Posts Tagged 'jacques barzun'

Shakespearean knots.

Shakespeare could be immoderately knotty.
It’s odd: he must’ve thought in knots a lot.
His thought can be unknotted – but could not he
Have sought a little less to knot his thought?

Look, I’m the first to admit that I’m lazy and not too bright. But I’m also the kind of person who reads Shakespeare for fun, and there aren’t too many of us around these days – so please, all you brainy and diligent Shakespeare nerds, indulge my unsophisticated complaint.

It’s about the knots.

Is there a technical term for them? In his book From Dawn To Decadence the French-born American scholar Jacques Barzun admitted to being less than wholly enthusiastic about Shakespeare because he too often had trouble keeping up with “the involutions of the thought” – a phrase that’s always stuck with me. Consulting the index, I see that the passage in question is actually discussing Racine:

The unprepared listener grasps the sense of the action but – as often in Shakespeare – the involutions of the thought are too fine to seize at the speed of their delivery.

Well, I haven’t read Racine. But in Shakespeare’s case, I think of them not as fancy Latinate involutions but as homely old Anglo-Saxon knots.

Every play has them. I happened to be revisiting King John recently – I remembered next to nothing of the plot, but it came back to me as I read. The biggest challenge in the early scenes, as with so much Shakespeare, is figuring out who’s related to whom. That must have been easier for Elizabethan audiences, who were attentive to the complications of royal bloodlines, and were used to nobles being referred to miscellaneously by title, house, epithet, and Christian name.

But a knowledge of the vastly ramified Plantagenet family tree is not necessary to follow King John. The story unwinds smoothly until Act II, Scene I, where Constance, the mother of young Arthur – the rightful king, as she believes, of England – hurls these curses at her mother-in-law Elinor – Arthur’s grandmother – who supports the claim of Arthur’s usurping uncle John:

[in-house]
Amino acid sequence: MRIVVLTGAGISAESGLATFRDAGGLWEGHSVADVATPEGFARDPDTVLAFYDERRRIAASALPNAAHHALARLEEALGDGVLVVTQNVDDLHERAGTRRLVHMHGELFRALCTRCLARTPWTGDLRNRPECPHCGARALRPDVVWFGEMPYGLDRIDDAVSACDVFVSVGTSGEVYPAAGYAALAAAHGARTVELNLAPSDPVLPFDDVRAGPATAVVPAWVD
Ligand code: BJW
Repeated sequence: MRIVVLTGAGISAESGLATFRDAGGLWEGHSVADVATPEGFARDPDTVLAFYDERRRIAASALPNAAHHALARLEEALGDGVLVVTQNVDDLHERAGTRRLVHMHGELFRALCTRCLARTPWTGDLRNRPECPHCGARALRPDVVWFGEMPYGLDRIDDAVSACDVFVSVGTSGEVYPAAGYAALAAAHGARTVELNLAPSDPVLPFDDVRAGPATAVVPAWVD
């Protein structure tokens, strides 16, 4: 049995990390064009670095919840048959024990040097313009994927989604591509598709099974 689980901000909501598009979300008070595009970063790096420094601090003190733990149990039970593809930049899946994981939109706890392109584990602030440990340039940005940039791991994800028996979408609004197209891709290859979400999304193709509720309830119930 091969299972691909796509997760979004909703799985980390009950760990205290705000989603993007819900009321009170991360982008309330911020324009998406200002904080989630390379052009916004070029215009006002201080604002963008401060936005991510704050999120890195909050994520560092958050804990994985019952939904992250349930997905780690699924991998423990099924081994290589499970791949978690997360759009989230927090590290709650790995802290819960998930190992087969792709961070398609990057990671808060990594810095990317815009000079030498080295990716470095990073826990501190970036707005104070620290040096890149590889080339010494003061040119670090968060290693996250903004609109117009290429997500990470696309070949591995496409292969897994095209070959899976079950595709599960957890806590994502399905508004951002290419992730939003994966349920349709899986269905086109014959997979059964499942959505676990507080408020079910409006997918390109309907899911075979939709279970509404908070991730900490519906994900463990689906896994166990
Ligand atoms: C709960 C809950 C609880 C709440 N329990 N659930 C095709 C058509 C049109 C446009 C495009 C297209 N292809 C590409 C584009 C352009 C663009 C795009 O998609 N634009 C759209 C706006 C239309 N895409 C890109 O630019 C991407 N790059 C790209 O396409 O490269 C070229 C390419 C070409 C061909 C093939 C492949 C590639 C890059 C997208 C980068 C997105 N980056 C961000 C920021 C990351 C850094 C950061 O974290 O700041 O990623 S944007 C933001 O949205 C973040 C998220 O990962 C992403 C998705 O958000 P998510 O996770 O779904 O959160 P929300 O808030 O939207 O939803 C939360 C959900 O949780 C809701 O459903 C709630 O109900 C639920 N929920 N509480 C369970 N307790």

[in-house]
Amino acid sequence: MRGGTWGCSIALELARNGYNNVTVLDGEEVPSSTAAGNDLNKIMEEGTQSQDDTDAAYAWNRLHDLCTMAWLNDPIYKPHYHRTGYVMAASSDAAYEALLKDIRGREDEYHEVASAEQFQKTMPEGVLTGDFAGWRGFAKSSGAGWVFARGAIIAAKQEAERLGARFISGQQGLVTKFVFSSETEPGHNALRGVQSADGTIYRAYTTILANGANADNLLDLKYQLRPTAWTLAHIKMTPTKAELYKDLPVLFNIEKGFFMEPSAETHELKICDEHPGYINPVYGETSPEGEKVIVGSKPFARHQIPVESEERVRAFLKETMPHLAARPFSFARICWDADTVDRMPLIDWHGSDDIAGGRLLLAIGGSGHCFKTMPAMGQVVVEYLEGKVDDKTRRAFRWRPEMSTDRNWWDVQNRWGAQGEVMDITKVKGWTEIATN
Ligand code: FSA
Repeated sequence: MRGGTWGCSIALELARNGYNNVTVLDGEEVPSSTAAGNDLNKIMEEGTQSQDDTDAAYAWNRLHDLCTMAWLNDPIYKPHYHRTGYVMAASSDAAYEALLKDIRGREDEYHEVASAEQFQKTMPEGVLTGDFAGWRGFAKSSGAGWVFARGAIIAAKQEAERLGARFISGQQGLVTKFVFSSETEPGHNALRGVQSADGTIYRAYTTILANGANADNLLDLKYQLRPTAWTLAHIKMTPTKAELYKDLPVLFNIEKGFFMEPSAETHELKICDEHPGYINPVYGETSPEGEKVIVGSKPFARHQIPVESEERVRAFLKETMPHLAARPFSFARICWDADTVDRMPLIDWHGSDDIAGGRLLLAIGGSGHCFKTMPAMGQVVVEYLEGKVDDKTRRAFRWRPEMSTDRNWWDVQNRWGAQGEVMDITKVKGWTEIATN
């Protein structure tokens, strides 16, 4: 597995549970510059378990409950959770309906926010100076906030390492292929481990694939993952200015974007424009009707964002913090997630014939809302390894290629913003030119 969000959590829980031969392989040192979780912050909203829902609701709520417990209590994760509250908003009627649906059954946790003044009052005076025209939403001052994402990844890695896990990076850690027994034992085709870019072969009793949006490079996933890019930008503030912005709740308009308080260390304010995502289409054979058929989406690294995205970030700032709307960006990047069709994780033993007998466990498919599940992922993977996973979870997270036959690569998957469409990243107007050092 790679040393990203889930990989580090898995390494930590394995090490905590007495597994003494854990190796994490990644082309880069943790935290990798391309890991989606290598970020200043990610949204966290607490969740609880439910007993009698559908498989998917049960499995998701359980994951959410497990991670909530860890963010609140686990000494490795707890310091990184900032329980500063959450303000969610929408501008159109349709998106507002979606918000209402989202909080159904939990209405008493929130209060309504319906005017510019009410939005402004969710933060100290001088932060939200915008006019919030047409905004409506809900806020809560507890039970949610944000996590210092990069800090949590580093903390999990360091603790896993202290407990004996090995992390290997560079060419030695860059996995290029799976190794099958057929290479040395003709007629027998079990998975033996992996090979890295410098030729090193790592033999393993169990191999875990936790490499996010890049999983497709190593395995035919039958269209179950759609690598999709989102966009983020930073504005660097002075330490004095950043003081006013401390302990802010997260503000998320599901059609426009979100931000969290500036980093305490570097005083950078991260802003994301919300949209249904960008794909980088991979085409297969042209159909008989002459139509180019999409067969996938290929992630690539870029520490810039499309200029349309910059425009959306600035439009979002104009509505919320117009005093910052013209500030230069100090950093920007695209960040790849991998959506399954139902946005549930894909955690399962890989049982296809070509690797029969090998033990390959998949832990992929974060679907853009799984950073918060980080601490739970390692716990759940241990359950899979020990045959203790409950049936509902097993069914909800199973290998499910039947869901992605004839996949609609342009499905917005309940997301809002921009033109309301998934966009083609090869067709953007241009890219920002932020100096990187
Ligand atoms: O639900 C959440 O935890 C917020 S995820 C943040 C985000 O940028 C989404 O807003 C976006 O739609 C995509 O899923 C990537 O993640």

I have but this to say,
That he [Arthur] is not only plagued for her [Elinor’s] sin,
But God hath made her sin and her the plague
On this removed issue, plague for her
And with her plague; her sin his injury,
Her injury the beadle to her sin,
All punish’d in the person of this child,
And all for her; a plague upon her!

See: a knot. Usually I can keep up with Shakespeare at a reading pace, with occasional delays to double back and reconnect a distantly severed subject and predicate, or to put back in order some poetically inverted adjective and noun; but a knot like this I might have to read five or ten times just to extract the basic meaning. In all honesty, I’m still not sure what “plague for her / And with her plague” means.

Elsewhere in From Dawn to Decadence Barzun lists the “tenable objections” to Shakespeare’s genius, including:

[T]he dull passages, including the puns, often obscene and prolonged; the inflated sentiments, the ludicrous images, the insoluble syntax, the contradictory details, the theatrically awkward turns, and the sheer excess where terseness or silence would be best.

He means “insoluble” in the sense of “unsolvable”, but the other meaning works too, if you picture Shakespeare’s knots as tightly compacted lumps of matter that refuse to soften up no matter how long you soak ’em.

Returning to the play, the next knot comes in Act III, Scene I, once again courtesy of Constance. She’s trying to convince the French king to do his religious duty, abandon his alliance with the excommunicated John, and switch his support to Arthur. She’s accused of arguing “not from her faith / But from her need.” She replies:

O, if thou grant my need,
Which only lives but by the death of faith,
That need must needs infer this principle,
That faith would live again by death of need.
O then, tread down my need, and faith mounts up;
Keep my need up, and faith is trodden down!

As Professor Barzun said, what characterizes passages like these is involution – ideas looping around on themselves like interlocking ouroboroses. They remind me of the logical puzzles known as sorites [1] presented by Lewis Carroll in his book Symbolic Logic:

(1) No one takes in the Times, unless he is well-educated;
(2) No hedge-hogs can read;
(3) Those who cannot read are not well-educated.

Conclusion: No hedge-hog takes in the Times.

That’s an easy one. When the propositions are multiplied, a sorites can quickly grow too cumbrous to be parsed on the fly:

(1) All the dated letters in this room are written on blue paper;
(2) None of them are in black ink, except those that are written in the third person;